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Study: Overall Florida consumer sentiment ticks down in July, although many are better off than last year

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According to a new study on consumer attitudes released by University of Florida Friday morning, Floridians by and large say they are better off  than they were this time last year, but that they expect economic times to get tougher for them in the coming months.

Per a release:

Consumer sentiment among Floridians fell slightly in July to 89, down less than a point from June, according to the latest University of Florida consumer survey. 

Of the five components that make up the index, one increased and four decreased. Respondents’ overall view that they are better off financially than a year ago rose by 5.2 points to 84.5, but expectations of personal finances a year from now fell 1.9 points to 101. 

Trust in the U.S. economy over the coming year fell 3.5 points to 81.5, while expectations of U.S. economic conditions over the next five years fell 2.8 points to 81.7. 

Consensus about whether now is a good time to buy big-ticket items like a car fell one point to 96.5.

“The biggest change between June and July was the upturn in perceptions of personal finances now compared with a year ago,” said Chris McCarty, director of UF’s Survey Research Center in the Bureau of Economic and Business Research. “Looking at the demographic categories, the big increases for that component were among women, whose index jumped more than 10 points, and households earning more than $50,000, which rose by 9.7 points. But among older respondents, those age 60 and over, it fell 12.9 points.”

The other index components were mostly negative across all demographic groups. “The personal finances index likely benefited from stock market gains early in the month, before it fell in the latter part,” McCarty said. “We expect the personal finance indicator to be lower by the end of data collection in late July, particularly given the recent market reaction to the decline in the Chinese stock market.”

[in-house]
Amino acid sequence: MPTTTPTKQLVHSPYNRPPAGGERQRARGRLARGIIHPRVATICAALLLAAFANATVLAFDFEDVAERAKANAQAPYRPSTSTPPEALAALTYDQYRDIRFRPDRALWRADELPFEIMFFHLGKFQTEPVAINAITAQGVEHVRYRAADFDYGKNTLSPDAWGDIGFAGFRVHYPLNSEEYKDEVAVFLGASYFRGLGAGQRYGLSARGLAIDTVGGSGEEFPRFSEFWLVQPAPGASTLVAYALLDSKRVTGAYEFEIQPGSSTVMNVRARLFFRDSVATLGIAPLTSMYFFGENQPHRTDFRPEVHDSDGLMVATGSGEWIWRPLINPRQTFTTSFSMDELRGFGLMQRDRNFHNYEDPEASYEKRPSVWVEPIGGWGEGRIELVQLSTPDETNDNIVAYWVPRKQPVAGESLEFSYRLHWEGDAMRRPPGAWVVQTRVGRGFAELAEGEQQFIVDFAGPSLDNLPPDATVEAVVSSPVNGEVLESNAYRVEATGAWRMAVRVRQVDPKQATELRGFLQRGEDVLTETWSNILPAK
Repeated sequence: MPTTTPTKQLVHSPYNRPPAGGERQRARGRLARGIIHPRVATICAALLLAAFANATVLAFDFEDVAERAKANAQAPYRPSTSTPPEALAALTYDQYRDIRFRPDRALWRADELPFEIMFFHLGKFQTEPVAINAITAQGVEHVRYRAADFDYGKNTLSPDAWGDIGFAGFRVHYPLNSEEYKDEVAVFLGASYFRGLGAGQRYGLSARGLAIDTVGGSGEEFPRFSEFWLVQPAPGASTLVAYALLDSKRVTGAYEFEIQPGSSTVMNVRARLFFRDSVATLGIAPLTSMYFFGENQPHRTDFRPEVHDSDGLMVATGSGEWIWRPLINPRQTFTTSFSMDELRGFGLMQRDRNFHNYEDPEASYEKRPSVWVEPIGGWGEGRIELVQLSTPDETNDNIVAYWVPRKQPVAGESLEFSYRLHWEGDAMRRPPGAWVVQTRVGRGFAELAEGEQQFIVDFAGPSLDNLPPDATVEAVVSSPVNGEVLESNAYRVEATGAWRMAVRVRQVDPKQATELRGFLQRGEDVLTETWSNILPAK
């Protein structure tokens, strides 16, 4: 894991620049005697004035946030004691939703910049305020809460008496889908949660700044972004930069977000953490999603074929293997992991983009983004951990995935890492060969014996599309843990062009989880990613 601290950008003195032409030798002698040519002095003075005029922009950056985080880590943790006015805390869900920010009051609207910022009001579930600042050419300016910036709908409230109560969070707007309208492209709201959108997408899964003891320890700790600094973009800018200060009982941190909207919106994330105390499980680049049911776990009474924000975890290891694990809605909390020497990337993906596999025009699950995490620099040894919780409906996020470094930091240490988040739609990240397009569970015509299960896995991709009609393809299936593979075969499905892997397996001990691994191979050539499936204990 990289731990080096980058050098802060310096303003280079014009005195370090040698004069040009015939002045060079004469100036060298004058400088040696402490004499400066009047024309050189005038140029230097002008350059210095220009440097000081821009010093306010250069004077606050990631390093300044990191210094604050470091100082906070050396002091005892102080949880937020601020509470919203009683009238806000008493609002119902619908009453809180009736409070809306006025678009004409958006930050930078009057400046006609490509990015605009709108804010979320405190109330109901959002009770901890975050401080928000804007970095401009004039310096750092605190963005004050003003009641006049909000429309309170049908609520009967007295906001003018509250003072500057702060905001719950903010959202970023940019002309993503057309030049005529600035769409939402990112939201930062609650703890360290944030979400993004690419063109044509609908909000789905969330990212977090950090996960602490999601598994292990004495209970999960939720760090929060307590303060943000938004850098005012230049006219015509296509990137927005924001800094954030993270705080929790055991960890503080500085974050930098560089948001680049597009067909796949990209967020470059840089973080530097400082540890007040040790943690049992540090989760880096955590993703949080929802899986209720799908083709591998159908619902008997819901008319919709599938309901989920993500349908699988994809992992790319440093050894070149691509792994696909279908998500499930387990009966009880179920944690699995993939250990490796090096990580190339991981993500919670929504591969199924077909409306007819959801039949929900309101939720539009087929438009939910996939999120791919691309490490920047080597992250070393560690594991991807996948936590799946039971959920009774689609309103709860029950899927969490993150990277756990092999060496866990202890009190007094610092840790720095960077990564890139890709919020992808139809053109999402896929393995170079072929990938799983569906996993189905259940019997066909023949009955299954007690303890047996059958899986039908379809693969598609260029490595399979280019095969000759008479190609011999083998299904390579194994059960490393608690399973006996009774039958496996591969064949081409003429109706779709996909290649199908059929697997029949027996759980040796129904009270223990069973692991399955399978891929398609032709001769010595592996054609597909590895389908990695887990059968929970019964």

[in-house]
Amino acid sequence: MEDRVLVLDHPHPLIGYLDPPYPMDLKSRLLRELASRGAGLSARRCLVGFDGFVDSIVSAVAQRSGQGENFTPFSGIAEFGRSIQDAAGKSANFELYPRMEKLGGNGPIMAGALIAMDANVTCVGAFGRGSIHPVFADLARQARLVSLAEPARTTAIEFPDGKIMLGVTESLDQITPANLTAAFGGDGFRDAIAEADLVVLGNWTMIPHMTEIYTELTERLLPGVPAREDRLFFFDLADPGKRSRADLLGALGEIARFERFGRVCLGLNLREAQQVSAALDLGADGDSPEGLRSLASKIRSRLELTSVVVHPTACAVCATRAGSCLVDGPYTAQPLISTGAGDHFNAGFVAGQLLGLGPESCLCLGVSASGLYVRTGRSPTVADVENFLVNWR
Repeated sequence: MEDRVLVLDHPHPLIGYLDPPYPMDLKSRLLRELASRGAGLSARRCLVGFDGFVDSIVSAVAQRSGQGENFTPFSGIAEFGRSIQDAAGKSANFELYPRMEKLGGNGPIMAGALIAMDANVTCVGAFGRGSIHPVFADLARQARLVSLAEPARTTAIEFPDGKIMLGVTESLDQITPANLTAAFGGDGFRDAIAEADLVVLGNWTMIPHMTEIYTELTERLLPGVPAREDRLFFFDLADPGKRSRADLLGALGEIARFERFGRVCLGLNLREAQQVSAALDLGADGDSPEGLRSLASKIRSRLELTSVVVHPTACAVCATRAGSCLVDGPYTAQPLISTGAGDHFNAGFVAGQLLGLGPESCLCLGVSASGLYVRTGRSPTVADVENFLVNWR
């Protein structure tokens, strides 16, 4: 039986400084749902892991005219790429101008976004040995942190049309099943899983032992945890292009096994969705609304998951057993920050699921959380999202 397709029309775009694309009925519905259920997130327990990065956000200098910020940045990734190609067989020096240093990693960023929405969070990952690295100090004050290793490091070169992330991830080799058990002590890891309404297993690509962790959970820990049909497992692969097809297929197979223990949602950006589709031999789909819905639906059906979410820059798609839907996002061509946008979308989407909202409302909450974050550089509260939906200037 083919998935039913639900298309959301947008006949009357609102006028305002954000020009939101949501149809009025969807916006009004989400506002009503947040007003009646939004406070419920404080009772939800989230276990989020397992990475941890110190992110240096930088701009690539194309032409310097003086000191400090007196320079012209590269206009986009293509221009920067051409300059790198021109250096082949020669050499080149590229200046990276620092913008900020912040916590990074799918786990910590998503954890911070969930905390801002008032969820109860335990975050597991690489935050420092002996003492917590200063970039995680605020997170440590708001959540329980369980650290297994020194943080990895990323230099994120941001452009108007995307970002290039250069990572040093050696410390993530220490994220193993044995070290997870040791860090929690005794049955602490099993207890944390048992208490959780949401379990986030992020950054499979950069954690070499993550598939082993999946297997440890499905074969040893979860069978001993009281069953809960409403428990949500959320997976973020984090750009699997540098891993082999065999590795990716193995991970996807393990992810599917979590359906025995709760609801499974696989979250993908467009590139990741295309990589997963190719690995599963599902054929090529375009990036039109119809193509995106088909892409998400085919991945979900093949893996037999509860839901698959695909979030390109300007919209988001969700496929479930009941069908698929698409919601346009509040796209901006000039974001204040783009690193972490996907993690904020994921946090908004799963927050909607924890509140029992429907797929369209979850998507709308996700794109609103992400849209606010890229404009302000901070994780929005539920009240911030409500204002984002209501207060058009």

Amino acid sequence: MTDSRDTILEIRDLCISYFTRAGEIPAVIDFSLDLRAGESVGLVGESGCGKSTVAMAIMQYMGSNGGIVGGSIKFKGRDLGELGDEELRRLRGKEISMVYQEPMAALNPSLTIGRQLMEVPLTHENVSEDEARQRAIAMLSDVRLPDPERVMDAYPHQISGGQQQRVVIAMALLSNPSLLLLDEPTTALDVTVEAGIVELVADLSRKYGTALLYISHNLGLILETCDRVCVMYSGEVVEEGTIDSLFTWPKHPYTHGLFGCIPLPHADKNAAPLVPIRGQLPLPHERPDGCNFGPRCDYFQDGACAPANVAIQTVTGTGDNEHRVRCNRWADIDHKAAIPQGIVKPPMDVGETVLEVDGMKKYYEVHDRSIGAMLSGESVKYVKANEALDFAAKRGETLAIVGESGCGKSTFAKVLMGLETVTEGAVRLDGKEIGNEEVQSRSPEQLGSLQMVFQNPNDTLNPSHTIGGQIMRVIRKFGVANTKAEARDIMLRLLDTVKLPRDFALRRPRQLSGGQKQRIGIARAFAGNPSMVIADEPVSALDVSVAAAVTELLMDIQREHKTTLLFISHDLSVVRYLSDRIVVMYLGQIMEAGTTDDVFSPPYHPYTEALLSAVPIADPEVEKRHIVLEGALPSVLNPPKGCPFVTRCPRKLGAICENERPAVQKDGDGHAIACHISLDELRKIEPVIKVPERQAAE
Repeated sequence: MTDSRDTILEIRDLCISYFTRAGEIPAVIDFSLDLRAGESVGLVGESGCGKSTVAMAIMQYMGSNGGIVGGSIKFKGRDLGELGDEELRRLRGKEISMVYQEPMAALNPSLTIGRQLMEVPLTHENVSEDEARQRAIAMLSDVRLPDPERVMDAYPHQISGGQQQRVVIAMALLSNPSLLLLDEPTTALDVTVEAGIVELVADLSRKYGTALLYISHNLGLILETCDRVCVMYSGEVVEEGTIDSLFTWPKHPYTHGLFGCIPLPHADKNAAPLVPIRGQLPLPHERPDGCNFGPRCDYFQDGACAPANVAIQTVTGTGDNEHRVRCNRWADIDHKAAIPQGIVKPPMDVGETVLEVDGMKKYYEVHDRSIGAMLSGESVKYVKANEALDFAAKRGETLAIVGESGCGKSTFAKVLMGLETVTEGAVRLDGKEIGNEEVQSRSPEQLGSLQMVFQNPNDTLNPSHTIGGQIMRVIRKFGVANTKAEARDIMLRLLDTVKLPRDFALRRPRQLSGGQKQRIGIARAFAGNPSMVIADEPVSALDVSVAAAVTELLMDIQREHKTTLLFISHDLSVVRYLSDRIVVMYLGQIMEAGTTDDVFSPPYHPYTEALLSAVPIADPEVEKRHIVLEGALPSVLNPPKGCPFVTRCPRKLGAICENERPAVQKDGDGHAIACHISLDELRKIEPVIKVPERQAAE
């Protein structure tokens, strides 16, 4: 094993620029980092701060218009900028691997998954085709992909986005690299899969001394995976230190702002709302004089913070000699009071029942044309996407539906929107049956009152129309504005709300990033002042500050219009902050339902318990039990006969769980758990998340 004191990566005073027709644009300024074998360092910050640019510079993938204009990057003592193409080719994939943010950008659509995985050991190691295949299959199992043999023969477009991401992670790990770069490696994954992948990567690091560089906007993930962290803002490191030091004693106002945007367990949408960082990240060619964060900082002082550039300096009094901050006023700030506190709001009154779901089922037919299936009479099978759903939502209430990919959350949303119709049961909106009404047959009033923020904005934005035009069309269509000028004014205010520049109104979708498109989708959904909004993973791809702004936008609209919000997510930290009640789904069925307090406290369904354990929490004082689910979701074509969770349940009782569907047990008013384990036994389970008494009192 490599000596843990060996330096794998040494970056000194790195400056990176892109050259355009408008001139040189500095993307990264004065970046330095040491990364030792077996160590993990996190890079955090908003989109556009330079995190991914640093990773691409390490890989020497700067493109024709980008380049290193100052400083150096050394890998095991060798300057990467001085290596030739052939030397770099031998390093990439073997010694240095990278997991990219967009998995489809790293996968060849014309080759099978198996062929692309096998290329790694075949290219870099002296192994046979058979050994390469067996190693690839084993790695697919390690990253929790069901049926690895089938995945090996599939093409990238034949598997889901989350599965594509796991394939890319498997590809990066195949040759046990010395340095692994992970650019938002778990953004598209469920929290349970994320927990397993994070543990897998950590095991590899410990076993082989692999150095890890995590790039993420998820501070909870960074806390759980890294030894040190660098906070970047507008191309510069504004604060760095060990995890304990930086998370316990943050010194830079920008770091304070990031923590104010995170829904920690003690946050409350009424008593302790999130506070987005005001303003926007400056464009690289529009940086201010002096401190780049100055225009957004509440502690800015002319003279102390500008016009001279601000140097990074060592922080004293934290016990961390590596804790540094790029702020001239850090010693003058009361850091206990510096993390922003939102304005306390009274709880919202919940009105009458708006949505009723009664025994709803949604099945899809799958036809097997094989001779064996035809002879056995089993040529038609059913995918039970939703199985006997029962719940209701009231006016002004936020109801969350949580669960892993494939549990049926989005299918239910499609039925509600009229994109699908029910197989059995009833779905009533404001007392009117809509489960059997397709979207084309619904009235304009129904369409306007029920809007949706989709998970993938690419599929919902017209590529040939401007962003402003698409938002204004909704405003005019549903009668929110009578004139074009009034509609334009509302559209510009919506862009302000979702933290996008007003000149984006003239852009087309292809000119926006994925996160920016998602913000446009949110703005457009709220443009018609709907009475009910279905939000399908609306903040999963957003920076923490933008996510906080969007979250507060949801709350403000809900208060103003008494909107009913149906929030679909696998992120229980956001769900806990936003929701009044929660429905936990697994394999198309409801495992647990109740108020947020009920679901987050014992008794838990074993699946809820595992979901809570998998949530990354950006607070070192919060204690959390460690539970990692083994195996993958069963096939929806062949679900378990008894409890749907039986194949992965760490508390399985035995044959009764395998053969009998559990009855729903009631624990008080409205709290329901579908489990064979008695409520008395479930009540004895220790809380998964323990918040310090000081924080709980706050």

Economic data in Florida continues to be mostly positive. Unemployment among Floridians continues to fall and in June was at 5.5 percent. This is close to what economists have considered the “natural” rate of unemployment, around 5 percent — although there is debate as to whether 4 percent is now more appropriate given demographic trends such as the mass retirement of Baby Boomers. 

While Florida gained jobs in June, a big contributor to the lower unemployment rate was a decline in the size of the labor force (those who are employed or looking for work) of 65,000 persons. Unlike the national trend, Florida’s labor force participation rate continues to fall. At 58.9 percent, it is now the lowest since 1983. “Florida must reverse this trend to make further economic gains,” McCarty said.

Housing prices continue to rise; the median price of a single family home in Florida is up to $203,500 and total June sales are up 19.6 percent from a year ago. Florida housing prices for 2015 are now very near the trend line, but are still more than 20 percent lower than peak prices in 2006.

New home construction has been weak as many consumers, particularly millennials, opt for renting multi-family units rather than buying a house. This is the main driver of the lowest homeownership rate in 50 years.

Gas prices have started to fall again after a six-month rise. Given the end of summer vacations and the fall in oil prices, this trend is likely to continue through the fall. Inflation remains relatively low although recent readings were high enough that the Federal Reserve may raise interest rates later this year.

“The Fed will likely raise interest rates in either September or December, although probably not much more than two-tenths of a percentage point,” McCarty said. “Given that the international economic environment is relatively calm, with more certainty regarding the situation in Europe and a possible deal with Iran over nuclear weapons, there is not a better time for the Fed to start undoing the massive monetary intervention they used to guide the economy through the Great Recession.”

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